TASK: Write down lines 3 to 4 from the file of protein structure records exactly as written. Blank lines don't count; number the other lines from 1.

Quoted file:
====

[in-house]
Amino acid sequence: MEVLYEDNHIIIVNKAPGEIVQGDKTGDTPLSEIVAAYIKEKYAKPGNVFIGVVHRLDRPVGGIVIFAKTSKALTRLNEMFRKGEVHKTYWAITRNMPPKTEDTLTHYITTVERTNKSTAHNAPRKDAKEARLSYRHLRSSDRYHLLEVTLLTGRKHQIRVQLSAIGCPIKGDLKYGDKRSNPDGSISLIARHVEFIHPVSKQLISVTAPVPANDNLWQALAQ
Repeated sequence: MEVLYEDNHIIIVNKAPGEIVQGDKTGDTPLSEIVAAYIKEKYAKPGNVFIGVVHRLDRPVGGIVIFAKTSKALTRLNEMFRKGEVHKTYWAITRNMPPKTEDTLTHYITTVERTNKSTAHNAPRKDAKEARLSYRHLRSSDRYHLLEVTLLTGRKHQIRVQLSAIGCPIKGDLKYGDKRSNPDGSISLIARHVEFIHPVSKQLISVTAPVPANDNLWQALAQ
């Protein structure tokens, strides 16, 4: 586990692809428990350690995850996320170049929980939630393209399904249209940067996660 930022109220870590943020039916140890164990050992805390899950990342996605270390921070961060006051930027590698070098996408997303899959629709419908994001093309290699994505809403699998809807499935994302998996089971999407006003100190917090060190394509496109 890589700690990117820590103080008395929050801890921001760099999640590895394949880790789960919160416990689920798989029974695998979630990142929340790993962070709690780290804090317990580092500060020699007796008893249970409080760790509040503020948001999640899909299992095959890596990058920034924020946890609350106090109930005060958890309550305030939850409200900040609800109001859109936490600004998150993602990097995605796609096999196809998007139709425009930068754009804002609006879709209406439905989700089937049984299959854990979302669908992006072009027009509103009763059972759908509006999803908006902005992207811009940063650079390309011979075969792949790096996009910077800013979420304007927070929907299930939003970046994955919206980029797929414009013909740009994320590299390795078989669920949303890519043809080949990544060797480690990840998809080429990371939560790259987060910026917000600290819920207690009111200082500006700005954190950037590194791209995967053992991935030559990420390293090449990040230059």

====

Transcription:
Repeated sequence: MEVLYEDNHIIIVNKAPGEIVQGDKTGDTPLSEIVAAYIKEKYAKPGNVFIGVVHRLDRPVGGIVIFAKTSKALTRLNEMFRKGEVHKTYWAITRNMPPKTEDTLTHYITTVERTNKSTAHNAPRKDAKEARLSYRHLRSSDRYHLLEVTLLTGRKHQIRVQLSAIGCPIKGDLKYGDKRSNPDGSISLIARHVEFIHPVSKQLISVTAPVPANDNLWQALAQ
């Protein structure tokens, strides 16, 4: 586990692809428990350690995850996320170049929980939630393209399904249209940067996660 930022109220870590943020039916140890164990050992805390899950990342996605270390921070961060006051930027590698070098996408997303899959629709419908994001093309290699994505809403699998809807499935994302998996089971999407006003100190917090060190394509496109 890589700690990117820590103080008395929050801890921001760099999640590895394949880790789960919160416990689920798989029974695998979630990142929340790993962070709690780290804090317990580092500060020699007796008893249970409080760790509040503020948001999640899909299992095959890596990058920034924020946890609350106090109930005060958890309550305030939850409200900040609800109001859109936490600004998150993602990097995605796609096999196809998007139709425009930068754009804002609006879709209406439905989700089937049984299959854990979302669908992006072009027009509103009763059972759908509006999803908006902005992207811009940063650079390309011979075969792949790096996009910077800013979420304007927070929907299930939003970046994955919206980029797929414009013909740009994320590299390795078989669920949303890519043809080949990544060797480690990840998809080429990371939560790259987060910026917000600290819920207690009111200082500006700005954190950037590194791209995967053992991935030559990420390293090449990040230059």